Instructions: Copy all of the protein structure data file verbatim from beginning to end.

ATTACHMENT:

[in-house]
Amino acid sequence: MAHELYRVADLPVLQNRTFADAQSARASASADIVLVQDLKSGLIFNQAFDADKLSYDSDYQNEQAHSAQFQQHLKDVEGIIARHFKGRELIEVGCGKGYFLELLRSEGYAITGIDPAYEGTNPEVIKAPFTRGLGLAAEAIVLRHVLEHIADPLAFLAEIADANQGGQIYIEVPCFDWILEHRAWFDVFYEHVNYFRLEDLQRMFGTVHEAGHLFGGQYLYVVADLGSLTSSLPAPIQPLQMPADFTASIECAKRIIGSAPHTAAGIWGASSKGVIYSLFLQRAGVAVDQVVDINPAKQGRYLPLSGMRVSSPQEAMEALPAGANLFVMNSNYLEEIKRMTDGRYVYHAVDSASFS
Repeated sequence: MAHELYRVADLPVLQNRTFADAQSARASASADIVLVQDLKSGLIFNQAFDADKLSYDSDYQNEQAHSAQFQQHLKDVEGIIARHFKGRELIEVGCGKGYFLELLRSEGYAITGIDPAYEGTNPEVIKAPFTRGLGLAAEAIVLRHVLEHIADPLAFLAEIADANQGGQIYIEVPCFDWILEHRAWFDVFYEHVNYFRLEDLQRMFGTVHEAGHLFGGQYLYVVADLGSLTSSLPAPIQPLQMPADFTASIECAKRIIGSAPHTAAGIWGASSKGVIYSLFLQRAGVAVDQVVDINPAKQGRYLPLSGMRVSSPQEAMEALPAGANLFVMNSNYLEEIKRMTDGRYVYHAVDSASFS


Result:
[in-house]
Amino acid sequence: MAHELYRVADLPVLQNRTFADAQSARASASADIVLVQDLKSGLIFNQAFDADKLSYDSDYQNEQAHSAQFQQHLKDVEGIIARHFKGRELIEVGCGKGYFLELLRSEGYAITGIDPAYEGTNPEVIKAPFTRGLGLAAEAIVLRHVLEHIADPLAFLAEIADANQGGQIYIEVPCFDWILEHRAWFDVFYEHVNYFRLEDLQRMFGTVHEAGHLFGGQYLYVVADLGSLTSSLPAPIQPLQMPADFTASIECAKRIIGSAPHTAAGIWGASSKGVIYSLFLQRAGVAVDQVVDINPAKQGRYLPLSGMRVSSPQEAMEALPAGANLFVMNSNYLEEIKRMTDGRYVYHAVDSASFS
Repeated sequence: MAHELYRVADLPVLQNRTFADAQSARASASADIVLVQDLKSGLIFNQAFDADKLSYDSDYQNEQAHSAQFQQHLKDVEGIIARHFKGRELIEVGCGKGYFLELLRSEGYAITGIDPAYEGTNPEVIKAPFTRGLGLAAEAIVLRHVLEHIADPLAFLAEIADANQGGQIYIEVPCFDWILEHRAWFDVFYEHVNYFRLEDLQRMFGTVHEAGHLFGGQYLYVVADLGSLTSSLPAPIQPLQMPADFTASIECAKRIIGSAPHTAAGIWGASSKGVIYSLFLQRAGVAVDQVVDINPAKQGRYLPLSGMRVSSPQEAMEALPAGANLFVMNSNYLEEIKRMTDGRYVYHAVDSASFS